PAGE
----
"My Friend the Pharmacist" by Pastor Welty

Early on in Stephanie's illness, I used to joke that when you know your pharmacist on a first name basis, and they know every medication you're taking and why, it's not an ideal situation.  That, however, was true for Stephanie and me.  It seemed that almost every week I would be at the pharmacy getting a prescription filled.  The list of medications that Steph had to take was long and expensive. 

 A woman who worked at the pharmacy became a friend of mine.  Perhaps she could tell by the prescriptions I had to purchase or conversations that she had to have with doctors, that Stephanie had a lot of complicated medical problems.  Whenever Brenda was working and saw me she would greet me with a big smile, a hello and a question: "How's our girl doing?"  We would talk, and she would usually assure me that she was praying for Stephanie.  She was indeed a bright spot in a very dark journey.   

After Stephanie passed away, I thought about Brenda from time to time whenever I was in the grocery where the pharmacy is located, but I didn't see her.  Occasionally I would peak over at the pharmacy to see if she was there, but I wouldn't see her.  Then one morning when I was in the store to pick up a few things, Brenda walked in.  "How are you doing stranger?", she asked with a big smile.   I realized that she didn't know, so I told her that Stephanie passed away last summer, and she gave me a big hug and reminded me that Stephanie was better now.  I told her that I knew that.  It was a sweet encounter, but it also was hard.  It was like a scab being pulled off a wound.  I took my groceries to the car and was weeping as I loaded them and drove away.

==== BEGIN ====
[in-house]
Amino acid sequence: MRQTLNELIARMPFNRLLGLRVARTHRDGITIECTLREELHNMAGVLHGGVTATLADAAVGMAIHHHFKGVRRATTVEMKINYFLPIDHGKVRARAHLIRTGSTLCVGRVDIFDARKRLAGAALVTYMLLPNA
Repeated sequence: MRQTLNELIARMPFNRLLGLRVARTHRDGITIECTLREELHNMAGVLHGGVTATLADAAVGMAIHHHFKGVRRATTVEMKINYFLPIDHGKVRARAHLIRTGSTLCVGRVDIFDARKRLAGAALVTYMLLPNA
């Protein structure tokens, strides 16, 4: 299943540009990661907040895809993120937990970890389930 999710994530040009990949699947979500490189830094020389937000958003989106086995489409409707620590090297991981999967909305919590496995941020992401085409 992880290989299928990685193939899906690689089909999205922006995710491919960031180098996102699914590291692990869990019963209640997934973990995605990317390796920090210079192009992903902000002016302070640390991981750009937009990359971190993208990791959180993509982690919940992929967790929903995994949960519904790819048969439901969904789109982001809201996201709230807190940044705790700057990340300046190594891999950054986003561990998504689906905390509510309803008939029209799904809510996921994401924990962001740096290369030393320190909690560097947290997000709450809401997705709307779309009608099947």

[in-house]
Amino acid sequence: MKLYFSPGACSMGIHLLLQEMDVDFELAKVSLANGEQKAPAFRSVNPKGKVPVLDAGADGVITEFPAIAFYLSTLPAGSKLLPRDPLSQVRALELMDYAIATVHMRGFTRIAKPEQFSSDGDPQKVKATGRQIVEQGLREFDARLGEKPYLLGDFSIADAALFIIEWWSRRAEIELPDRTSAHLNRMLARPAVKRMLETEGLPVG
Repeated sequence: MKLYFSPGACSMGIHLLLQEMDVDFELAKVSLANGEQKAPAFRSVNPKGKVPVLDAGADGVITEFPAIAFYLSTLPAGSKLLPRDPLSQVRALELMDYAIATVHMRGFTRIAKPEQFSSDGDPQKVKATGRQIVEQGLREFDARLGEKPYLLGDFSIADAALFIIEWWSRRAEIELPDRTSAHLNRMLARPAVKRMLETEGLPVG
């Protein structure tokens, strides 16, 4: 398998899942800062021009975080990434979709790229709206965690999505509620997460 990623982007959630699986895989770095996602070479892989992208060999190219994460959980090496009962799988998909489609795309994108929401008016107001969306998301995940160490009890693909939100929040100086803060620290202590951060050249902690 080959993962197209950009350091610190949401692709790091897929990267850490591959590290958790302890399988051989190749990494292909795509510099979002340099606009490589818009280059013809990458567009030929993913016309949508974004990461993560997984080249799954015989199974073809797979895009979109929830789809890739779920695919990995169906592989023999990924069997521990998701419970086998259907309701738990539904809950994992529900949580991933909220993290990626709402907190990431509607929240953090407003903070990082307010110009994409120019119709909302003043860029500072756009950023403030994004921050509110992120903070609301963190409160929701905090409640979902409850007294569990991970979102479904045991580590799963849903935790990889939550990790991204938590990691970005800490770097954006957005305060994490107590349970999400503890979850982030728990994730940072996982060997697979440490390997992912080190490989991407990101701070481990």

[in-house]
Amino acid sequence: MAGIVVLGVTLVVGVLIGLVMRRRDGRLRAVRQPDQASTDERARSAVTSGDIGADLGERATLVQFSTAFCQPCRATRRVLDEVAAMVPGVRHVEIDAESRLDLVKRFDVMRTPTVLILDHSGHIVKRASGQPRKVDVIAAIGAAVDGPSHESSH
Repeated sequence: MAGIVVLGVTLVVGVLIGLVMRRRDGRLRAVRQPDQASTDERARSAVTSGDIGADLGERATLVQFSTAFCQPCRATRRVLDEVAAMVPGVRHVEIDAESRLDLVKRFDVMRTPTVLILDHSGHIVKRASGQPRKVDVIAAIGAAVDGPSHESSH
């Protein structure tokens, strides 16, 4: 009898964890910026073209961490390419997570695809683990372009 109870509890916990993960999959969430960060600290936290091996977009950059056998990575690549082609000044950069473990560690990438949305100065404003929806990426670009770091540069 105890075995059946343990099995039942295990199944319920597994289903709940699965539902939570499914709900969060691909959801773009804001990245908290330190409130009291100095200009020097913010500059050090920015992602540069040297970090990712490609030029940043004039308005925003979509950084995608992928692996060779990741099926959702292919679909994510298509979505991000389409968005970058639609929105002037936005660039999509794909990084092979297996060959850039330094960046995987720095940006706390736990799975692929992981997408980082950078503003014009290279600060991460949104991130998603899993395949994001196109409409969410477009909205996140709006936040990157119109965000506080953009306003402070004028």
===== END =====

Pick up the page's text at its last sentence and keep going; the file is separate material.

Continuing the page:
In the days and weeks following Stephanie's death, there was an intensity with almost every encounter I had with friends who were seeing me for the first time since she had died.  That intensity has subsided significantly, but every now and then it raises up again.  Seeing Brenda was one of those occasions.  It was a brief encounter, but it affected me. 

I'm glad that the pharmacist was my friend and that I got to see her because she was such a source of encouragement. But it was a mixed blessing - or was it?  I think every time I cry, I am reminded of the great gift that I lost.   Some people never get the blessing of living with someone who knows you as well as or better than you know yourself and vice versa.  Someone who knows your weaknesses and foibles, your peccadilloes and annoying habits and loves you anyway.  Someone who celebrates your successes and consoles you when you're not successful.  That was true love, and I was blessed to have had that for almost thirty-five years.  The intensity of the feeling of loss that I feel occasionally is a tribute to what I lost. 

So I'm glad that I saw Brenda, and if she had asked:  "How's our girl doing?"   I would have said through tears, "She's just fine. Thank you."